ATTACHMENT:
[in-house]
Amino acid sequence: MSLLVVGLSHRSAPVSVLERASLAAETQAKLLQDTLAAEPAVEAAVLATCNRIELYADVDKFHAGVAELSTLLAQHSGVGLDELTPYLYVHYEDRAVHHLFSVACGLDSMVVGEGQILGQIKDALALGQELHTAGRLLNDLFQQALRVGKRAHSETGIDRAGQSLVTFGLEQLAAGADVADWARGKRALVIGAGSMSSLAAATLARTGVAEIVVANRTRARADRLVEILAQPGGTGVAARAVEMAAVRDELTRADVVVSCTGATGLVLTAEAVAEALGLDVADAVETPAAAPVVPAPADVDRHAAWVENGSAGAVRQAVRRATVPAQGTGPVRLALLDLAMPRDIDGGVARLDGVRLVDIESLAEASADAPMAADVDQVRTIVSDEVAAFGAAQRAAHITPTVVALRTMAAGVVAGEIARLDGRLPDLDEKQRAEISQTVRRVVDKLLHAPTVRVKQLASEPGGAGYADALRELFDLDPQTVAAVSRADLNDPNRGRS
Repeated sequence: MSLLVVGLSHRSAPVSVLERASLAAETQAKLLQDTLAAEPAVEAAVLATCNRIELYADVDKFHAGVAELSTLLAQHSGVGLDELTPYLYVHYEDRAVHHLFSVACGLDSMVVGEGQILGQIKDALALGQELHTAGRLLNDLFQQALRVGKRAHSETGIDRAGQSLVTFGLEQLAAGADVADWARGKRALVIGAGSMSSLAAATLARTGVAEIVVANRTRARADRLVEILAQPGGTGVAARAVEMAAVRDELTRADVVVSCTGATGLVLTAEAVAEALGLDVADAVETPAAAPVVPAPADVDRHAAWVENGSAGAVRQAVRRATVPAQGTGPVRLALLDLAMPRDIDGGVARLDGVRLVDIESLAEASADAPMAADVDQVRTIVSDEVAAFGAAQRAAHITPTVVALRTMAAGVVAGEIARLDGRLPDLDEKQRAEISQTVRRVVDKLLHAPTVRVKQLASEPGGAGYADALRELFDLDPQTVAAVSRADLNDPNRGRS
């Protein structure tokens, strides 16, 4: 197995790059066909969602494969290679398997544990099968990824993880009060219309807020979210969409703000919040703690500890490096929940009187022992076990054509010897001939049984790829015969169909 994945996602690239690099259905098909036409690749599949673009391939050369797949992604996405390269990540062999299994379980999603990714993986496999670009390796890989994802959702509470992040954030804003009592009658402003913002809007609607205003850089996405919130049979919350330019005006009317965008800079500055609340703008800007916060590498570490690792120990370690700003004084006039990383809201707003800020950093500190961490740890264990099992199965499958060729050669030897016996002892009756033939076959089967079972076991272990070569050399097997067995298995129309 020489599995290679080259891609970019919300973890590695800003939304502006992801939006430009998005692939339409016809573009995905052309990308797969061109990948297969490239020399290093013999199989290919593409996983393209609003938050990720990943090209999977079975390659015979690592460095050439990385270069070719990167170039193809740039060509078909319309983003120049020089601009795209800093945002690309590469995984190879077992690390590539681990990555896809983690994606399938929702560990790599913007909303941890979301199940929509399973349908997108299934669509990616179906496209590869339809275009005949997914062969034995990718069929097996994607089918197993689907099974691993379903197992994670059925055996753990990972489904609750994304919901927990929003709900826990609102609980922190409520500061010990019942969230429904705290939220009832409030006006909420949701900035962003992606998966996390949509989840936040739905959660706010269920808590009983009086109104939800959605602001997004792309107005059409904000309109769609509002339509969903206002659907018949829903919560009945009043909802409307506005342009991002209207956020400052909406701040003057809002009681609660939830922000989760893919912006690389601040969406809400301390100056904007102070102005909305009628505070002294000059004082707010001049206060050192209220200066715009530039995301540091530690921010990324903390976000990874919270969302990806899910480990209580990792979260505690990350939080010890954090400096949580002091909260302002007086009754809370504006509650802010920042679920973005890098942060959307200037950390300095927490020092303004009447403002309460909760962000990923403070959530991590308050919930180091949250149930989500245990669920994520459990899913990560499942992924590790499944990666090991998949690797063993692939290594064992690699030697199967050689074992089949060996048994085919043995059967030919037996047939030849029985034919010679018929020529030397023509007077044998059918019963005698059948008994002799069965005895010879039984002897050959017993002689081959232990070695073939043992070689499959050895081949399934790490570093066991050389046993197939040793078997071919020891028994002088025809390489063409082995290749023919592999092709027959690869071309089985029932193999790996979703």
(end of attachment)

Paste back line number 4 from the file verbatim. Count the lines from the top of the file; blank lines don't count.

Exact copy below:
């Protein structure tokens, strides 16, 4: 197995790059066909969602494969290679398997544990099968990824993880009060219309807020979210969409703000919040703690500890490096929940009187022992076990054509010897001939049984790829015969169909 994945996602690239690099259905098909036409690749599949673009391939050369797949992604996405390269990540062999299994379980999603990714993986496999670009390796890989994802959702509470992040954030804003009592009658402003913002809007609607205003850089996405919130049979919350330019005006009317965008800079500055609340703008800007916060590498570490690792120990370690700003004084006039990383809201707003800020950093500190961490740890264990099992199965499958060729050669030897016996002892009756033939076959089967079972076991272990070569050399097997067995298995129309 020489599995290679080259891609970019919300973890590695800003939304502006992801939006430009998005692939339409016809573009995905052309990308797969061109990948297969490239020399290093013999199989290919593409996983393209609003938050990720990943090209999977079975390659015979690592460095050439990385270069070719990167170039193809740039060509078909319309983003120049020089601009795209800093945002690309590469995984190879077992690390590539681990990555896809983690994606399938929702560990790599913007909303941890979301199940929509399973349908997108299934669509990616179906496209590869339809275009005949997914062969034995990718069929097996994607089918197993689907099974691993379903197992994670059925055996753990990972489904609750994304919901927990929003709900826990609102609980922190409520500061010990019942969230429904705290939220009832409030006006909420949701900035962003992606998966996390949509989840936040739905959660706010269920808590009983009086109104939800959605602001997004792309107005059409904000309109769609509002339509969903206002659907018949829903919560009945009043909802409307506005342009991002209207956020400052909406701040003057809002009681609660939830922000989760893919912006690389601040969406809400301390100056904007102070102005909305009628505070002294000059004082707010001049206060050192209220200066715009530039995301540091530690921010990324903390976000990874919270969302990806899910480990209580990792979260505690990350939080010890954090400096949580002091909260302002007086009754809370504006509650802010920042679920973005890098942060959307200037950390300095927490020092303004009447403002309460909760962000990923403070959530991590308050919930180091949250149930989500245990669920994520459990899913990560499942992924590790499944990666090991998949690797063993692939290594064992690699030697199967050689074992089949060996048994085919043995059967030919037996047939030849029985034919010679018929020529030397023509007077044998059918019963005698059948008994002799069965005895010879039984002897050959017993002689081959232990070695073939043992070689499959050895081949399934790490570093066991050389046993197939040793078997071919020891028994002088025809390489063409082995290749023919592999092709027959690869071309089985029932193999790996979703």